Figure 6: Thar coal reserves in Pakistan

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Turkish lignite coals have average moisture of 40% [14] . Pakistani coals except Thar coal have moisture content below 25% as shown in [Figure 7]. These coals are even better than Turkish lignite coal and should be used for power generation.
Figure 7: Proximate analysis of various Pakistani coals

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   4. Pakistan's Low-Rank/Low-Grade Coal Utilization Top


Pakistan' low grade can efficiently be used by coal gasification. Gasification is a process by which coal can be converted into combustible gases. The gas usually consists of carbon monoxide, hydrogen and methane. Gasification processes can be divided into entrained bed, molten salt, fixed bed and underground gasification and fluidized bed processes [16] .

4.1 Fluidized bed combustion

Pakistani coals have high moisture content. High moisture fuels can be burnt by fluidized bed combustion technique. Studies have shown that low grade and high ash coal drawbacks can be rectified by gasifying it in fluidized beds [17] . Low-grade coal (peat or lignite), coal-mining wastes (culm, wood chips, solid biomass) and shredded tires can be burned in suitably designed fluidized-bed combustors. Less pre-treatment of coal is required for circulating fluidized bed (CFB) boilers. CFB boilers not only use high ash coal (50-60% ash) but are also suitable for multiple fuels (peat, wood waste, bark, oil) [18] . Hence, co-firing option can also be used with Pakistani coals. Control of NO x and SO 2 is much better in CFB boilers. NO x are controlled by using primary and secondary air while limestone is used to capture SO 2 . Almost 90% sulfur emissions can be captured using limestone sorbent.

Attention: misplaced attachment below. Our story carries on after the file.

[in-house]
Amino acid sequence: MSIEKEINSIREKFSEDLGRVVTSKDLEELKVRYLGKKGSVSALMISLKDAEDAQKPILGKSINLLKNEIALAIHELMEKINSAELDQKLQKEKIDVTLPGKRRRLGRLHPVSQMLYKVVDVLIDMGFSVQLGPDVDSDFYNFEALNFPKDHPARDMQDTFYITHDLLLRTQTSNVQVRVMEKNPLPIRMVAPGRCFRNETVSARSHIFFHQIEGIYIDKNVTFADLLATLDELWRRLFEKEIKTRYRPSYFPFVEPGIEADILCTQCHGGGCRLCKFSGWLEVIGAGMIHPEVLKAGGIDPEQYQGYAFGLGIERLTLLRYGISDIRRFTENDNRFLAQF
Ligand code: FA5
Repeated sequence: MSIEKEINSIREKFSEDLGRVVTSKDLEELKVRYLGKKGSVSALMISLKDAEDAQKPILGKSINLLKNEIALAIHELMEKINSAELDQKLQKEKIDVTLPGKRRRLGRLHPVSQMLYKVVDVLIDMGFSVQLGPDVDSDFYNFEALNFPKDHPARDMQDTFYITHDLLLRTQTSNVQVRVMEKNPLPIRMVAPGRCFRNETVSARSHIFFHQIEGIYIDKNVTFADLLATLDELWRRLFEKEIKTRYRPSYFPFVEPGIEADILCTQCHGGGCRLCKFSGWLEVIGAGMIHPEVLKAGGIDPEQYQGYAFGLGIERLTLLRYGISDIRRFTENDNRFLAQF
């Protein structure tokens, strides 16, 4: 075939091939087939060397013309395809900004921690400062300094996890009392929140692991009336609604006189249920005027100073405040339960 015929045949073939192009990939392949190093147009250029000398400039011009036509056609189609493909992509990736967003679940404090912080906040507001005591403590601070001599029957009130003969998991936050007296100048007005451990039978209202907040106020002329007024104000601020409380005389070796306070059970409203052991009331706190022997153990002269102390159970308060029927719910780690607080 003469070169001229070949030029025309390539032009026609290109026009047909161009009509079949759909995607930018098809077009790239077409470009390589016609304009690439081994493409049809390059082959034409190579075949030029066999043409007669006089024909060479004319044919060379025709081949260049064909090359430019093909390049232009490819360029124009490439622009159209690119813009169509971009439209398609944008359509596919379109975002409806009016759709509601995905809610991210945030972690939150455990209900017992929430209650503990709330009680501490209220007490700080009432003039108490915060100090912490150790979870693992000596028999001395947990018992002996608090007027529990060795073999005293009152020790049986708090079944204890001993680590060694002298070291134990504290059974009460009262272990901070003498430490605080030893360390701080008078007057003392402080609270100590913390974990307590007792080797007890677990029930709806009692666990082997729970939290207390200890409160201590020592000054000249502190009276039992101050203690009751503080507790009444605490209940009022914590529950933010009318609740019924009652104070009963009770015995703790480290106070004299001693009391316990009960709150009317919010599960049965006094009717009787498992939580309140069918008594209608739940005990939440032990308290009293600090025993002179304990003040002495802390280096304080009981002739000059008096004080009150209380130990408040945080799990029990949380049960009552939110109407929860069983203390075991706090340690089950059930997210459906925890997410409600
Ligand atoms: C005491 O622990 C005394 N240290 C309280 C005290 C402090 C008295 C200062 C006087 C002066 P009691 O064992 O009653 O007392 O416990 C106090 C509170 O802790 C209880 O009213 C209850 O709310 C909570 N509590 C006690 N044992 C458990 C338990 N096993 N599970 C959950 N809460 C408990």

4.2 Underground coal gasification

Pakistan lignite deposits have low-energy content and can be utilized by using UCG, thus eliminating the need for mining. If proper geological sites are selected for UCG, it will be very appropriate option for Thar coal. Combustion of deep coal seam results in high-Methane formations and resulting gas has more calorific value. UCG is a preferred choice for coal seams of over 150 m depth. Thar coal reserves are found at minimum depths of 150 m [4] and seem quite feasible for UCG. If coal has less calorific value (<12 MJ/kg) and high-volatile matter (>8%), then UCG is most suitable technology [19] . Pakistani coals have volatile matter greater than 20% [Figure 7] and are best candidates for UCG. In UCG process, two wells are drilled, among them one is used to inject oxygen/air and steam, while other is used to collect the recovered gases as shown in [Figure 8]. Electric coils or gas firing is used to ignite the coal seam and reaction is controlled by adjusting the oxidant flow to the underground gasifier.